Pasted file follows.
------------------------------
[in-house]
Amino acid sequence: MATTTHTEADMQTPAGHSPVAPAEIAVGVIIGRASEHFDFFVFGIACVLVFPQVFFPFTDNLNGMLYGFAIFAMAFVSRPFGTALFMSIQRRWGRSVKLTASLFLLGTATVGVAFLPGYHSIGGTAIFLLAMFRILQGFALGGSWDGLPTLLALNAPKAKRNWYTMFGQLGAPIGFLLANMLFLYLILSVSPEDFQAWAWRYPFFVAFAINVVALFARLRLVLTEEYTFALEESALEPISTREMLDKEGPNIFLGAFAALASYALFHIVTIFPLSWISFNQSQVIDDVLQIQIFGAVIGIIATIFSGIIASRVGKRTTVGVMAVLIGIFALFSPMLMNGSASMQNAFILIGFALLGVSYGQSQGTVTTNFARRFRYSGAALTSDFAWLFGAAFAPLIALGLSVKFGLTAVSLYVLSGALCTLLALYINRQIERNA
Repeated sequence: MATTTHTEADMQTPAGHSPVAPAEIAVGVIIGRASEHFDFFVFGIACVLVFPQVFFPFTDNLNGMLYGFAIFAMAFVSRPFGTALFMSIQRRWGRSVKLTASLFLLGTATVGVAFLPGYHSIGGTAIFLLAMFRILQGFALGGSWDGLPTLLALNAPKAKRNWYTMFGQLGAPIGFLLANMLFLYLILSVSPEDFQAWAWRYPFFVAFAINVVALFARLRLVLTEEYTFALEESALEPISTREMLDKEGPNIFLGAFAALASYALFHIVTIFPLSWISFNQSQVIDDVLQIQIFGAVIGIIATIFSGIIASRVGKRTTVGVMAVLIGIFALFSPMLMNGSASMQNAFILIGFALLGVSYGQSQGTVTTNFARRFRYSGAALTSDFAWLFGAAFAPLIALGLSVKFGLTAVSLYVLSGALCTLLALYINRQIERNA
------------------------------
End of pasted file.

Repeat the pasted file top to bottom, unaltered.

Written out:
[in-house]
Amino acid sequence: MATTTHTEADMQTPAGHSPVAPAEIAVGVIIGRASEHFDFFVFGIACVLVFPQVFFPFTDNLNGMLYGFAIFAMAFVSRPFGTALFMSIQRRWGRSVKLTASLFLLGTATVGVAFLPGYHSIGGTAIFLLAMFRILQGFALGGSWDGLPTLLALNAPKAKRNWYTMFGQLGAPIGFLLANMLFLYLILSVSPEDFQAWAWRYPFFVAFAINVVALFARLRLVLTEEYTFALEESALEPISTREMLDKEGPNIFLGAFAALASYALFHIVTIFPLSWISFNQSQVIDDVLQIQIFGAVIGIIATIFSGIIASRVGKRTTVGVMAVLIGIFALFSPMLMNGSASMQNAFILIGFALLGVSYGQSQGTVTTNFARRFRYSGAALTSDFAWLFGAAFAPLIALGLSVKFGLTAVSLYVLSGALCTLLALYINRQIERNA
Repeated sequence: MATTTHTEADMQTPAGHSPVAPAEIAVGVIIGRASEHFDFFVFGIACVLVFPQVFFPFTDNLNGMLYGFAIFAMAFVSRPFGTALFMSIQRRWGRSVKLTASLFLLGTATVGVAFLPGYHSIGGTAIFLLAMFRILQGFALGGSWDGLPTLLALNAPKAKRNWYTMFGQLGAPIGFLLANMLFLYLILSVSPEDFQAWAWRYPFFVAFAINVVALFARLRLVLTEEYTFALEESALEPISTREMLDKEGPNIFLGAFAALASYALFHIVTIFPLSWISFNQSQVIDDVLQIQIFGAVIGIIATIFSGIIASRVGKRTTVGVMAVLIGIFALFSPMLMNGSASMQNAFILIGFALLGVSYGQSQGTVTTNFARRFRYSGAALTSDFAWLFGAAFAPLIALGLSVKFGLTAVSLYVLSGALCTLLALYINRQIERNA